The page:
Bubble, Bubble, Toil and Trouble: How Moms Create Their Own Tipping Point For Change, by Mary Clare Hunt

DucksWhen you start asking moms to promote products that other moms and organizations find troubling and maybe even toxic, you can expect a backlash of conversation.

That’s what happened when Johnson and Johnson launched a contest called Big Bubblin Stars, in which the winning video of kids having fun in a bubble bath garners $10,000 in prize money.  You didn’t have to buy the J&J products and yet, wouldn’t you? It’s $10,000 after all, and it seems fun and safe enough. But is it?

The troubling part for many moms was that the contest promoted the use of products that contained dubious chemistry, shown over time to build up in the little bodies soaking in it. The launch of Bubblin Stars also coincided with a report from the Safe Cosmetics Organization titled No More Toxic Tub. In the bubble bath case, the moms were specifically questioning the use of products containing 1,4-dioxane and formaldehyde, included in some J&J products.

What’s the big deal? Well, according to areport on a site focused on reducing breast cancer, it’s not just in J&J products. As stated in the report:

Laboratory tests released today revealed the presence of 1,4-Dioxane in products such as Hello Kitty Bubble Bath, Huggies Baby Wash, Johnson’s Baby Wash, Scooby-Doo Bubble Bath and Sesame Street Bubble Bath. The tests also found the carcinogen in Clairol Herbal Essences shampoo, Olay Complete Body Wash and many other personal care products.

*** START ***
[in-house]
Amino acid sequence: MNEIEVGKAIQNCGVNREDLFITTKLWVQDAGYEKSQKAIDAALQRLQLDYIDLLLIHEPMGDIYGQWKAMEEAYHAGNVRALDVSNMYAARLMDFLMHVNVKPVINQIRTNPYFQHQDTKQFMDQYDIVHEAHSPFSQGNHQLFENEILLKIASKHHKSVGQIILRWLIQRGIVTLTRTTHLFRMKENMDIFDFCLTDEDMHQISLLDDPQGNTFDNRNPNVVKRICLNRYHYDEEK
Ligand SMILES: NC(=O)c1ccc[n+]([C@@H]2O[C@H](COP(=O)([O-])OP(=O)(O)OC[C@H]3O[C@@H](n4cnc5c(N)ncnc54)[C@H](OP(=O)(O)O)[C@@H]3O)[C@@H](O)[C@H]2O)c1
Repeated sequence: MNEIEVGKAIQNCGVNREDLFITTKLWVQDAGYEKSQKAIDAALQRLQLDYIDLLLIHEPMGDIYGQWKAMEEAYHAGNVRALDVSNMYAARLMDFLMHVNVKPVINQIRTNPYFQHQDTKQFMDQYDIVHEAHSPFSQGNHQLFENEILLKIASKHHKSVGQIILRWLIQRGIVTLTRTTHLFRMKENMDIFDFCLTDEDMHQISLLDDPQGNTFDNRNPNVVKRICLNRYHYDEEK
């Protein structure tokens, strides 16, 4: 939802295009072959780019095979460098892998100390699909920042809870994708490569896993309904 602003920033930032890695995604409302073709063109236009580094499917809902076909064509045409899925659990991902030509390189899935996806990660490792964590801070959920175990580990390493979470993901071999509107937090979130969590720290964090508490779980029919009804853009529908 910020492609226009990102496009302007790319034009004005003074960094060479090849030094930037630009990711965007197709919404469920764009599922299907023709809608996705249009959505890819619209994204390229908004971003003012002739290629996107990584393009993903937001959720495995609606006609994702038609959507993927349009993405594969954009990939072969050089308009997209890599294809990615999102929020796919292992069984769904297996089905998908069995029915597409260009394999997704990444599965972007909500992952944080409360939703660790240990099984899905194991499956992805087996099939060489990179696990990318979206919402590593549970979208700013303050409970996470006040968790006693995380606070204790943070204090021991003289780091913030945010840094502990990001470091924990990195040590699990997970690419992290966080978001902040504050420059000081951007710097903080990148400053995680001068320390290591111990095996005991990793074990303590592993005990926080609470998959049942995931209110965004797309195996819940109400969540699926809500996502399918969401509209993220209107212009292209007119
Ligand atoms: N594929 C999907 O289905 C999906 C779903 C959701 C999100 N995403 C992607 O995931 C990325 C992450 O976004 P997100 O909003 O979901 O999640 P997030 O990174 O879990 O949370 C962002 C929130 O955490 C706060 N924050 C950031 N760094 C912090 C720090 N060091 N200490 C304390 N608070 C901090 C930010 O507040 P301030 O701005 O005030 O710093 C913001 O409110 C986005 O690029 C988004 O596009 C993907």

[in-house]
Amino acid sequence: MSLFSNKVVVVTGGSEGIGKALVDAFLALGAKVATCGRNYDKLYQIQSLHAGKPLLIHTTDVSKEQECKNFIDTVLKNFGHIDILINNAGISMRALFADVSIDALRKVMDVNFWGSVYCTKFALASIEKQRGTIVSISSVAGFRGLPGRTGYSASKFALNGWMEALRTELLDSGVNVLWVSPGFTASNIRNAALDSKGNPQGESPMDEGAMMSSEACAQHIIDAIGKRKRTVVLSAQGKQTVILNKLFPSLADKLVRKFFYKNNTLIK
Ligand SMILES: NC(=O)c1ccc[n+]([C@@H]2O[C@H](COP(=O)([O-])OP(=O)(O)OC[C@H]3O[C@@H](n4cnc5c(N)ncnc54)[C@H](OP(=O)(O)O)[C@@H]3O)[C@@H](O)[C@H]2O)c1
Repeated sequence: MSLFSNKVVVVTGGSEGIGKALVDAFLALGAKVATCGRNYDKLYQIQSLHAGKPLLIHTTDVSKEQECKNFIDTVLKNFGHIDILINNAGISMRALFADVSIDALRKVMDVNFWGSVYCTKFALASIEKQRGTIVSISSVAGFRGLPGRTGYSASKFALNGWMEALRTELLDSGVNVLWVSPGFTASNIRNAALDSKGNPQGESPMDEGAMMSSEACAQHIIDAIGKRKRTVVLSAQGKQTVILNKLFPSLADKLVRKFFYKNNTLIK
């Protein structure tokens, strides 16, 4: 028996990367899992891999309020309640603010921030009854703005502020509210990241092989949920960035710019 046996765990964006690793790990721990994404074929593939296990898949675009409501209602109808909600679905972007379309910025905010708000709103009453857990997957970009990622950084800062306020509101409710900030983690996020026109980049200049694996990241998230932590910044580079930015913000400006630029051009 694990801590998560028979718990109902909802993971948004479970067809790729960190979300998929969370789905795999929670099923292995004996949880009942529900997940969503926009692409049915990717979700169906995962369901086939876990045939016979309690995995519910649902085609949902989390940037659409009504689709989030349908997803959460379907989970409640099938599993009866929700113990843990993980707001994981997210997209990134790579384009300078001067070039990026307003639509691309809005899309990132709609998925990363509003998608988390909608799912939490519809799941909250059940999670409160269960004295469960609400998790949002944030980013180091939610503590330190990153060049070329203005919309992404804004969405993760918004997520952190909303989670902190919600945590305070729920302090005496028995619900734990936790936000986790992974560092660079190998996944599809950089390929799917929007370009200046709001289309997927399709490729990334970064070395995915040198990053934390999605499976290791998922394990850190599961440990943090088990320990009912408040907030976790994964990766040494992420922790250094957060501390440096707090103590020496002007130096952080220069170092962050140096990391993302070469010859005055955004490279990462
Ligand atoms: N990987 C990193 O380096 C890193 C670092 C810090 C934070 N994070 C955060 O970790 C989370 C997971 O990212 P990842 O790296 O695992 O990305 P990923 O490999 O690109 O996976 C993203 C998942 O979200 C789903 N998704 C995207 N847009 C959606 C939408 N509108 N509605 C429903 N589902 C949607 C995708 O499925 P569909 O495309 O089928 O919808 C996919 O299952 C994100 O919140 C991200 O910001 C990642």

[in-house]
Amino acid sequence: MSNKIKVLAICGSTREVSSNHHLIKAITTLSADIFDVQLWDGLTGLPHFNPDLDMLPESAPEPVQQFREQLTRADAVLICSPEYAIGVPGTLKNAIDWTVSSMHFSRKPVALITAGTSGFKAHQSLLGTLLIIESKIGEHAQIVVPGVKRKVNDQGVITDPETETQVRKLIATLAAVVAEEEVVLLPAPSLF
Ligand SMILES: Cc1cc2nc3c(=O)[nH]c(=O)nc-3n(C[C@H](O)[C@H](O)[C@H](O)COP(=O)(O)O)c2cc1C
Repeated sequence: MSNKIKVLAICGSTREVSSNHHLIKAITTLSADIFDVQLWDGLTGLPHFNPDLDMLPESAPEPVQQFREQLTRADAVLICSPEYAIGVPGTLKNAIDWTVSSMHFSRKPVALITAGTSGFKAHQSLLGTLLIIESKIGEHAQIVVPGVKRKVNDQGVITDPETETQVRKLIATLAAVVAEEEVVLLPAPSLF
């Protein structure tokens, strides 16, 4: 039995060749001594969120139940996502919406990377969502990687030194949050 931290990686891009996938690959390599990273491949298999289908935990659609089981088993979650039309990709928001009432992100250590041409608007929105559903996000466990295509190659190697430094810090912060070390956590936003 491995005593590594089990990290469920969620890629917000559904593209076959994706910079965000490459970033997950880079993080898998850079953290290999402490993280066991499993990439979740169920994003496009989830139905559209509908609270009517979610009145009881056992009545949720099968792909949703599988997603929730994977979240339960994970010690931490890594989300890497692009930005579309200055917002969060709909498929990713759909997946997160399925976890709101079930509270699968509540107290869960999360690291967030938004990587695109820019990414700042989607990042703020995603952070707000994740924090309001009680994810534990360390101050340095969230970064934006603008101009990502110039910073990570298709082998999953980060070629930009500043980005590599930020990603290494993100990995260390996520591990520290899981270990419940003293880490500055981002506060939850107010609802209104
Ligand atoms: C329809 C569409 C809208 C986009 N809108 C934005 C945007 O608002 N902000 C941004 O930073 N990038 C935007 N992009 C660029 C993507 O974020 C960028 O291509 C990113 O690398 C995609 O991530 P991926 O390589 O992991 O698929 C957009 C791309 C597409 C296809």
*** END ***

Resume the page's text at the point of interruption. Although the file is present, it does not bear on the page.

1,4-Dioxane is a petroleum-derived contaminant considered a probable human carcinogen by the U.S. Environmental Protection Agency and a clear-cut animal carcinogen by the National Toxicology Program. It is also on California’s Proposition 65 list of chemicals known or suspected by the state to cause cancer or birth defects. Because it is a contaminant produced during manufacturing, the FDA does not require it to be listed as an ingredient on product labels. (Bold type has been added for emphasis.)

So what did these concerned moms do?

Green mom carnivalWithin 2 days, they mobilized, conducted research, wrote blogs and posted their own spoof of the contest. Sommer Poquette also hosted and posted a mini carnival of concerns on her Clean and Green Mom blog.

Then See Jane Do, an online radio program, got wind of it and asked Lynn Miller, Lisa Frack and Jennifer Taggert to join a discussion along with another prominent mom activist, Joan Blades of Mom’s Rising. Lynn Miller is a marketer and founder of the blog Organic Mania and the Green Moms Carnival. Lisa Frack is the online parent coordinator for the Environmental Working Group and Jennifer Taggert is a lawyer, engineer and author of The Smart Mama, a blog promoting a toxic-free life for kids. She also wrote the Smart Mama’s Green Guide: Simple Steps to Reduce Your Child’s Toxic Chemical Exposure.

The Green Mom Carnival crowd isn’t the only concerned group, in a newsletter the same week the Eco Mom Alliance announced their partnership with the Seventh Generation and EWG to provide product samples and education on how to reduce your exposure to bad chemistry.

Remember, the issue is long-term build up, not one-off exposure. Jennifer Taggert recapped it well on a follow up post here. She was justifiably irked that moms are looked upon as crazy for caring. She also noted in a background research report she prepared for the Green Carnival group that the EU has ceased allowing dioxane to be present in consumer goods.